Number 2. Let's spend time. If you desire to pass this torch of eternal values found in Jesus Christ on to your children, you must spend time with them. Develop a food relationship with them. Talk to them even about the Ten Commandments. Deuteronomy 6:7 (NKJV) says, "You shall teach them diligently to your children." It's referring back to the Commandments, "and shall talk of them when you sit in your house, when you walk by the way, when you lie down, and when your rise up." The New Century Version says, "Teach them to your children, talk about them when you sit at home and walk along the road, when you lie down and again when you get up." Do you see how intimately we need to be involved with sharing our relationship with Jesus with our children?
Let's look at this Bible picture for a minute. This Bible picture pictures you and your children sitting down together, walking along a road together, being together at bedtime and again being together in the morning. This takes time. All good relationships take time. Religious values are both caught and taught as we take time to share our lives with our children. Teaching our children will not be easy. It will take diligent effort and much time.
Now, let me contrast this picture with modern life. Don't identify with it.
We rush off to work in the morning, and our kids rush off to school. When we finally all get home in the evening, we sit down, but not usually together. We sit in front of the TV. Often the kids have a TV in their own room. And the adults have a large-screen TV in what we call the family room. Seldom are we as a family in the family room. Even worse, all too often the kids are already in bed by the time both parents even get home.
How can we pass the torch of moral values without spending meaningful time together? God wants us to teach our children His Law when we are together, sitting, walking, in the morning at worship and in the evening at Bible story time.
Spend quality meaningful time with your family. Are you good at hitting the bull's eye of a target? Would you like to know how to get better? Simply stand close enough to the target. Accuracy decreases with distance and increases with closeness. This is awfully true when you are educating your children for God. Therefore it is paramount that we be close to our children. Touch them. Sit with them. Do things together. Make them first.
Number 3 - Teach them the truth. Once you are setting the correct example, when you spend quality loving time with your children, only then are you ready for step three. Verse 8 (NKJV) says, "You shall bind them as a sign on your hand, and they shall be as frontlets between your eyes." Verse 9 says, "You shall write them on the doorposts of your house and on yur gates." These are the Commandments that we're talking about. We are supposed to surround ourselves with these Commandments. Teach them over and over, day after day. Soon all those family worships morning and evening will really begin to add up.
In America's historical days families spent time together, milking the cows, putting up the harvest, planting, canning, sewing, quilting, hoeing, cooking. The youngster was at the side of the adult almost all day long. There were almost unlimited opportunities for conversation. The son could hear his father's insight on all the issues of life. The daughter would listen as her mother conveyed the correct viewpoint about marriage and about religion, making a home.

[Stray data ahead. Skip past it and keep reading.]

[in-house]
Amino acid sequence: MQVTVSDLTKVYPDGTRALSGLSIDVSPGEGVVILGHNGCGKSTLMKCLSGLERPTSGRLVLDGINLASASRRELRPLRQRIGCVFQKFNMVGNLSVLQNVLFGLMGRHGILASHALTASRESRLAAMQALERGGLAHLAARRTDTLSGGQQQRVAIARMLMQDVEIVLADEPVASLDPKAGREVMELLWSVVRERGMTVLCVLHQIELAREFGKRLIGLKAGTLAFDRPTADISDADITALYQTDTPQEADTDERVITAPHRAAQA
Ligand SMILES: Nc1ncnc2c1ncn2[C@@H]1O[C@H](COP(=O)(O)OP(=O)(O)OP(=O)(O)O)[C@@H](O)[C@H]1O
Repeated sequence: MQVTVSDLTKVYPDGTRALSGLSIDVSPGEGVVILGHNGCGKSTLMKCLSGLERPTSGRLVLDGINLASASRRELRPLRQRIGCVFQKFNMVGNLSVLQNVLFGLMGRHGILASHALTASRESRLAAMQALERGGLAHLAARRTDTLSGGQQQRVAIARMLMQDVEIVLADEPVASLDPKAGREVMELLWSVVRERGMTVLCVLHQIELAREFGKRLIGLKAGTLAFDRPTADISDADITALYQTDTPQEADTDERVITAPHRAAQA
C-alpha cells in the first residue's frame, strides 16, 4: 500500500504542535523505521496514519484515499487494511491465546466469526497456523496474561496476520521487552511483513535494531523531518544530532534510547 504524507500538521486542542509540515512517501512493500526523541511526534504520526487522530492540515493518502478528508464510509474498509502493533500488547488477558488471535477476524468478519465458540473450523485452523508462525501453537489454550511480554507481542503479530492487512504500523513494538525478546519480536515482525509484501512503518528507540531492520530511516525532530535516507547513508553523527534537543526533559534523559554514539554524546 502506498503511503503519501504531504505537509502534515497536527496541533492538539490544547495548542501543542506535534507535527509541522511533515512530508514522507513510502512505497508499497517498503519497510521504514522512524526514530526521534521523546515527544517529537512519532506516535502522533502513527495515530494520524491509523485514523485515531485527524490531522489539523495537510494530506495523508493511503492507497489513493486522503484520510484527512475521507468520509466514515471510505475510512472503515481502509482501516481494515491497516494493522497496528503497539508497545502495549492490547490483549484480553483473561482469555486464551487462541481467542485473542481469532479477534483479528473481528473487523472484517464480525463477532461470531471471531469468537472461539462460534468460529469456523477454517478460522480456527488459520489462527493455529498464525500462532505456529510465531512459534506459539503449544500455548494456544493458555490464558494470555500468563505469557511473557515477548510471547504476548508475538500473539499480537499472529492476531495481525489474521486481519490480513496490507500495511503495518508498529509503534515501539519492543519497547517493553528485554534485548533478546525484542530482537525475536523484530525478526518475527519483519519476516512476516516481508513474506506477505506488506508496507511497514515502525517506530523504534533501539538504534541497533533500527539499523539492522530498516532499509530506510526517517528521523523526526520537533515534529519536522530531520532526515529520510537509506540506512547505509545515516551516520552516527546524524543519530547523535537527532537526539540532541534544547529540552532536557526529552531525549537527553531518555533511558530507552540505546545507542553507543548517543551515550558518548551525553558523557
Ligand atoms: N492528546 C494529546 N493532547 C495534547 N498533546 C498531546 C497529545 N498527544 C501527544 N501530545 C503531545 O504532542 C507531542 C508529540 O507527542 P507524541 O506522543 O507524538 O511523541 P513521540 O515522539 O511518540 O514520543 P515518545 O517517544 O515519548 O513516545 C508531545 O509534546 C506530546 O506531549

But in this modern day things have changed. We have homework, piano lessons, shopping, softball games, etc, etc. We are super busy. We must be creative because it is hard to find the time to teach what God wants us to teach.
Let me give you several suggestions:
How do we learn good things? All that I have shared with you this morning is really just plain common sense. Do we learn it by reading? Not necessarily. But I can tell you that we will learn it by hearing it and seeing it over and over again, just as our children will learn the love of the Lord when they hear about it over and over again.
Many of you seated here today may think, 'Well this sermon is just for parents with children or teenagers.' I want to share a story with you that I just heard this week about the influence of a grandmother on a child's life. This grandmother loved camp-meeting. She chose to go and retreat each year for a ten-day camp-meeting. She chose to not go alone. Once her granddaughters were born, these granddaughters became part of the trip. This week I had the privilege of meeting one of the three granddaughters. She will graduate from Southern Adventist University in May. She's been recently hired as a kindergarten church school teacher, and she traces all of this back to the time and energy her grandmother invested in her by taking her to camp-meeting. She went year after year, and finally her mother agreed to go one year. The joyous news is they were both baptized. That grandmother has been rewarded.
Parents and grandparents, we often least realize that there was a teachable moment. It will only be years later that we are told the value of the words we shared.
Finally, I want to say, I need to ask the question, What makes a family spiritual? I can't look at you and describe you as being spiritual or non-spiritual. It's something that's happening inside. But I do want to encourage you to take time with children so that we can educate for eternity.
PRAYER: Father, in your mercy forgive us for the times we have dropped the torch ourselves. Empower us to hold the torch high. Teach us how to pass it on to our children.
Hymn of Praise: #221, Rejoice, the Lord is King Scripture: Deuteronomy 6:4-9 Hymn of Response: #653, Lead Them My God to Thee
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last updated 4/12/04 by Bob Beckett.